The delay in the Indian judicial system did not make it easier.

Mehta has written to US Congressmen and Indian politicians and spent several thousands of dollars in legal fees. But he does not see any “resolution in the near future".

Some victims are not even aware of the provisions of the law, activists say.

Californian resident Bhavani Ramamurthy said: “In 2005 my brother’s wife left Texas for India with their child following some disagreement. Later I went to Chennai to attend my mother-in-law’s funeral.

“One day the police came to our home and said my sister-in-law was at the police station and wanted a reconciliation. When my mother and I went to the station, we found my sister-in-law there.

“The police officer turned abusive and took me and my mother into judicial custody. Even though I told the police that neither my mother nor I had ever lived with my sister-in-law, it did not help. Both of us were taken into judicial custody for seven days. The police also took my passport away,” she said.

Bhavani said she and her relatives had to bribe the police to expedite the legal process.

“We paid a lot of money at every stage. For them, we (from the US) were like golden ducks. Till this happened, I did not even know that such a law existed. What amazed me was that the police did not question any of the statements my sister-in-law made.

“We had to spend our days with petty criminals. The woman who made false statements got away scot-free and was not even charged with perjury. Everyone makes money. It is a form of legal terrorism. I still get nightmares thinking of my experience.”

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Wednesday, December 14, 2011

498 A Misused

In the cases Preeti Gupta v. State of Jharkhand (decided on August 13, 2010) and Ramgopal v. State of M.P. (Order dated July 30, 2010) relating to Section 498A, the Supreme Court of India has observed that complaints are not always bona fide and are at time filed with oblique motive. The Court has, inter-alia, requested the Law Commission of India to examine different aspects of Section 498A including that of making it compoundable. Giving this information in written reply to a question in the Lok Sabha today Shri Salman Khurshid, Minister of Law & Justice, said that the Law Commission of India has considered the above decisions of the Supreme Court of India. As per the information received by the Commission, more than one lakh cases are pending. The subject relating to Section 498A has been discussed at the meeting of Law Commission of India held on 31st October, 2011 and in the light of deliberations, the Law Commission will prepare the Report which will detail the need to make the offense under Section 498A IPC ‘compoundable’ or not. The Report will also deal with other aspects relating to Section 498A such as making it bailable, process of arrest, conciliation etc.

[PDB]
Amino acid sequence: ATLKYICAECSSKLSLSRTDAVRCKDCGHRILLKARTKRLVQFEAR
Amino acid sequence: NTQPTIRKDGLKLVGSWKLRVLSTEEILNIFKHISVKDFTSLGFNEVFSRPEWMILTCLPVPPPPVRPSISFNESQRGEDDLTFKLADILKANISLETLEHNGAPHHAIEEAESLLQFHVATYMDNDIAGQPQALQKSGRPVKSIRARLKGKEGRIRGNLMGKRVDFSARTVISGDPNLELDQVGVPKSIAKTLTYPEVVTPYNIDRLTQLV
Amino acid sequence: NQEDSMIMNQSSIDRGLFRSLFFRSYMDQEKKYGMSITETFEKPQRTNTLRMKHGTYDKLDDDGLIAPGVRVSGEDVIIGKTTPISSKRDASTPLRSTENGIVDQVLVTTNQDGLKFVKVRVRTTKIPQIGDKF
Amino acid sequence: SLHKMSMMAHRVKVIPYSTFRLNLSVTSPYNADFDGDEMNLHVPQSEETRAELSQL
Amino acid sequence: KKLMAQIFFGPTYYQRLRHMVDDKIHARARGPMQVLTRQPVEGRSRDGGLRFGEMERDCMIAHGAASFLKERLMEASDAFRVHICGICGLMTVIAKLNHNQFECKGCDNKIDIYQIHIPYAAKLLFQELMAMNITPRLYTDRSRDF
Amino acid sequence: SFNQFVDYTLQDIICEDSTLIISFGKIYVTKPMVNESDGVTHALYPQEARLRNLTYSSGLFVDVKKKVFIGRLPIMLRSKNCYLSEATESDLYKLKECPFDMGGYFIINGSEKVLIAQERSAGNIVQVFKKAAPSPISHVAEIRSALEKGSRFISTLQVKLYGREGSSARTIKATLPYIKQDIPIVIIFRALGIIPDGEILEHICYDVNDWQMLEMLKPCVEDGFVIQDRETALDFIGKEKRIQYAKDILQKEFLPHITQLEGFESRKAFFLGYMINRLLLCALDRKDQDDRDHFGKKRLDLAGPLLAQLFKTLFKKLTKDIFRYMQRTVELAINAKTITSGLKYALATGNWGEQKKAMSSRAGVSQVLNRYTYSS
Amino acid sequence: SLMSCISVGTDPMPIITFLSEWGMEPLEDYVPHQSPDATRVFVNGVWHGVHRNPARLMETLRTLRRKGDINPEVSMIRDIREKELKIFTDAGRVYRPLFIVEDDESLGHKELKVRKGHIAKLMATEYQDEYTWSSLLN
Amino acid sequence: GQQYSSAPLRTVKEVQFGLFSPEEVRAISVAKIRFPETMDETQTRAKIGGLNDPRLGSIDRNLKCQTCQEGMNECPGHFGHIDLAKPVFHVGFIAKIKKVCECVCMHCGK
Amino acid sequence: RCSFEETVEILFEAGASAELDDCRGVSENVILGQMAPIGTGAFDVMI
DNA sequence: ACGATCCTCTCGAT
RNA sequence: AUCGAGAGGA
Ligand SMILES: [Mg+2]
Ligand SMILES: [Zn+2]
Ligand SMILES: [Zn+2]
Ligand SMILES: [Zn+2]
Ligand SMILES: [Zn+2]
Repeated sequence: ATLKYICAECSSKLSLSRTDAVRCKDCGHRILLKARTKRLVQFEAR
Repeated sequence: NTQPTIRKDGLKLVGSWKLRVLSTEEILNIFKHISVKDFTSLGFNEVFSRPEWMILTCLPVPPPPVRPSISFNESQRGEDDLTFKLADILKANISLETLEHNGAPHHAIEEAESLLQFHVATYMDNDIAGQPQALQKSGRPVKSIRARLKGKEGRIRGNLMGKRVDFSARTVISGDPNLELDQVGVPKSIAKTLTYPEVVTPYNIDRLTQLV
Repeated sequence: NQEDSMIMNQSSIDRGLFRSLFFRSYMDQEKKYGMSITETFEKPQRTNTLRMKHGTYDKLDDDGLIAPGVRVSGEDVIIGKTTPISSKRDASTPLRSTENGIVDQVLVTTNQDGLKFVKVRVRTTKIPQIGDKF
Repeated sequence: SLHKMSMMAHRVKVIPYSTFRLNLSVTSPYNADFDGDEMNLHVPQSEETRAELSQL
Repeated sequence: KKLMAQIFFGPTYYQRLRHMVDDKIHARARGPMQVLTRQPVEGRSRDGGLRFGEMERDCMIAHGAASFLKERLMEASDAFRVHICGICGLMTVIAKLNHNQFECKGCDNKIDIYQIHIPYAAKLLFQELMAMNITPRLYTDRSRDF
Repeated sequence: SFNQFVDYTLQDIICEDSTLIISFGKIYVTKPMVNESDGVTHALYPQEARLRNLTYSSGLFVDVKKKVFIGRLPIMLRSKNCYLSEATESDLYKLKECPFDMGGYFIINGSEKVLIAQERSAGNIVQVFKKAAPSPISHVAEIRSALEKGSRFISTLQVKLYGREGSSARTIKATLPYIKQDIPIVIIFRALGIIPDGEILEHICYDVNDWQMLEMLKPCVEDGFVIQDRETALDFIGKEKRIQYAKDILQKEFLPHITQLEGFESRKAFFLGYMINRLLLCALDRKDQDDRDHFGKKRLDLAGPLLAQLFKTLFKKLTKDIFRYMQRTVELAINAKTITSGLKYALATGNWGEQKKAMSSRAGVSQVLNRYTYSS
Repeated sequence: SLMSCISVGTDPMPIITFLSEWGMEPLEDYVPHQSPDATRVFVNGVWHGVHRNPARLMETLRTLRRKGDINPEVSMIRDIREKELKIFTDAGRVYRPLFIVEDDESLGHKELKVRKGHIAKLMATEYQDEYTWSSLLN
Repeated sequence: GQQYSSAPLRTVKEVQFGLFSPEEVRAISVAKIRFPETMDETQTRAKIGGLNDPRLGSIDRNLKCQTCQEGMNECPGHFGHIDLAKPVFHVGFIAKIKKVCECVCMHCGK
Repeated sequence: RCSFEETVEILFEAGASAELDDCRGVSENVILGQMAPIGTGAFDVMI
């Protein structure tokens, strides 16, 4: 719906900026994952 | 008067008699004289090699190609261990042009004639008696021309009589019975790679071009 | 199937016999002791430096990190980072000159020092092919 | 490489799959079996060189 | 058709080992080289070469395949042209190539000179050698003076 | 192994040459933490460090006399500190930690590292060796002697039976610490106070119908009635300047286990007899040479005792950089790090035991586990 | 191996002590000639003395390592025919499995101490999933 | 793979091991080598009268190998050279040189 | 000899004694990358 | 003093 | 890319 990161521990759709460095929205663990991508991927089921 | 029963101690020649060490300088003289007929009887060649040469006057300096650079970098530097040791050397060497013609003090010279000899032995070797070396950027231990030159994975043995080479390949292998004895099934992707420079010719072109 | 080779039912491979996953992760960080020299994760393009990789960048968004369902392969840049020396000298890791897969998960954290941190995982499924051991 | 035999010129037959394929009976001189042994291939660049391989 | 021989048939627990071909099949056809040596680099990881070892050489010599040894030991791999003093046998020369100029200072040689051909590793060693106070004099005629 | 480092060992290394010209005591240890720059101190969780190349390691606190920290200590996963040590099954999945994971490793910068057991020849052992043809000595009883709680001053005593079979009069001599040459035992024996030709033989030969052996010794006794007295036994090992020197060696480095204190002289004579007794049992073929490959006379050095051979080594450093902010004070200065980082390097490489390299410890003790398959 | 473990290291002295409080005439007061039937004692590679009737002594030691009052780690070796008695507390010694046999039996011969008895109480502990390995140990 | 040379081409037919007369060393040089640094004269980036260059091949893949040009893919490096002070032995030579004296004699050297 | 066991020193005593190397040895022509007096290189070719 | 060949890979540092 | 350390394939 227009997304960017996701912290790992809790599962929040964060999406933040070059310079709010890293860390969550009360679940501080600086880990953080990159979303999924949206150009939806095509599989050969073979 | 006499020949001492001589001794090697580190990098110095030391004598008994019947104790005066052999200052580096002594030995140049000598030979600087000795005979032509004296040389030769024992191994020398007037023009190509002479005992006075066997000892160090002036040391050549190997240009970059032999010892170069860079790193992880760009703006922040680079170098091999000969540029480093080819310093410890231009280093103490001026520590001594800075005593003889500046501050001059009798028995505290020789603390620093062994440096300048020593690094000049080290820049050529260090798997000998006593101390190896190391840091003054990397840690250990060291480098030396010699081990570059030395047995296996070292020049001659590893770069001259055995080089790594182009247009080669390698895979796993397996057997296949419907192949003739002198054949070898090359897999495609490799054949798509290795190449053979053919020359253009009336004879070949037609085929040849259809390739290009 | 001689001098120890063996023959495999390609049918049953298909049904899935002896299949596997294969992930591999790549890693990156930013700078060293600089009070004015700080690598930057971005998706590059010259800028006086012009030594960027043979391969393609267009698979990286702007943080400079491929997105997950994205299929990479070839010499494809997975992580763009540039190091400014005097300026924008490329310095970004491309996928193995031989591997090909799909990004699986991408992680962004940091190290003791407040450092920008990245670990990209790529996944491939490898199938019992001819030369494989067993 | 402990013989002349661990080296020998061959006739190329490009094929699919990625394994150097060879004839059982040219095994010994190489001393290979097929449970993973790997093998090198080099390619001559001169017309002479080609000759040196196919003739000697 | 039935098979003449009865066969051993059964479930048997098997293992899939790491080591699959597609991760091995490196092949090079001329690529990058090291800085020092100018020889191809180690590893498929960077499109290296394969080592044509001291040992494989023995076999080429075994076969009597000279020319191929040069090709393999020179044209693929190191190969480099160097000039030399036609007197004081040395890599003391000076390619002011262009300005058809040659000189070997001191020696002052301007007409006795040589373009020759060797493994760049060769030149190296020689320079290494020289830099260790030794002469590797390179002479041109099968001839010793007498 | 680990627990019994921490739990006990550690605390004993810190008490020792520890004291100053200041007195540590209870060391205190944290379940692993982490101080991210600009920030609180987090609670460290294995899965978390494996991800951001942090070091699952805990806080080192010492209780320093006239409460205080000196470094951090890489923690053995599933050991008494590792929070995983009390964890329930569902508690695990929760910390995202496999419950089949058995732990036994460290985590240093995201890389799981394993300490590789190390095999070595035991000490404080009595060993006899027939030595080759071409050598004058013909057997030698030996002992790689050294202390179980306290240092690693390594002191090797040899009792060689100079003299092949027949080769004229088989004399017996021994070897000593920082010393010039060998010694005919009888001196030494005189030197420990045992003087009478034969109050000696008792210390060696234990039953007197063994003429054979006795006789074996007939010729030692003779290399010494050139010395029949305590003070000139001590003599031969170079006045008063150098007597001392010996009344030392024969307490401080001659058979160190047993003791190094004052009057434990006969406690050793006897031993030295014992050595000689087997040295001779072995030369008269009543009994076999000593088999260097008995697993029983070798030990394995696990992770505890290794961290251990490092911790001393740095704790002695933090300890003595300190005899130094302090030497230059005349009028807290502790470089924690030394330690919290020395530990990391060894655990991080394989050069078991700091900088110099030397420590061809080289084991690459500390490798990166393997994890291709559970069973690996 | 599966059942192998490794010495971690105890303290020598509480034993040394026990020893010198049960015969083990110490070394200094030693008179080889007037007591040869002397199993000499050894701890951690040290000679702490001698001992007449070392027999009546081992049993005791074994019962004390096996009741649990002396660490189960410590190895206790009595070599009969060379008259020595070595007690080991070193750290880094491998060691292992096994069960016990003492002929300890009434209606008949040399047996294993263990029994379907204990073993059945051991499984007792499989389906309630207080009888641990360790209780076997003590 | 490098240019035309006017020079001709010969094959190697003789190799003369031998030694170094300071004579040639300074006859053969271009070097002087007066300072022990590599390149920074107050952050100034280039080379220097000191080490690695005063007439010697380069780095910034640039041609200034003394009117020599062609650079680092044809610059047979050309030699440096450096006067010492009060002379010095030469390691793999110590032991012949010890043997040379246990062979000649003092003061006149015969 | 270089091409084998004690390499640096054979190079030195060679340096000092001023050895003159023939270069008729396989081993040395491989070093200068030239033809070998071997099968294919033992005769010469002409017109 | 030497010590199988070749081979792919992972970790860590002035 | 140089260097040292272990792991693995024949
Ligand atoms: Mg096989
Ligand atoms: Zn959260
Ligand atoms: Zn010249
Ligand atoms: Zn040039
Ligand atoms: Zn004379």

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Indian Govt to make easy about Divorce Laws

The Indian government has proposed a new law which will make it easier for couples to get divorced.

It has ordered that the country's Hindu marriage act should be altered to allow irretrievable breakdown of marriage as grounds for divorce.

Up until now, a divorce would in most cases be granted by the courts only if there were mutual consent.

Correspondents say that marriage breakdowns are becoming more common and India's divorce rate is increasing.

Minister of information Ambika Soni said that the proposed change in the law would help an estranged partner get a divorce "if any party does not come to court or wilfully avoids the court".

Last year the Supreme Court said the judiciary should strive to keep married people together, but it also ruled that couples who had completely split should not be denied a divorce.
'Raw deal'

The latest proposed amendment, passed by a cabinet meeting chaired by Prime Minister Manmohan Singh, will include irretrievable breakdown of marriage as a legal justification for divorce for the first time.

"In today's day and age it may be a welcome step but it will only really help urban women," Kamini Jaiswal, a Supreme Court advocate, told the AFP news agency.

"Rural women will still get a raw deal as they are more oppressed by their husbands.

"Divorce is definitely more socially acceptable in urban India," she said. "I have seen a rapid rise in divorces, but in order to obtain a divorce it can take anywhere from six months to 20 years."

Official figures on the divorce rate are unavailable but experts say that roughly 11 Indian marriages in every 1,000 end in divorce. The rate in the United States is about 400 in every 1,000.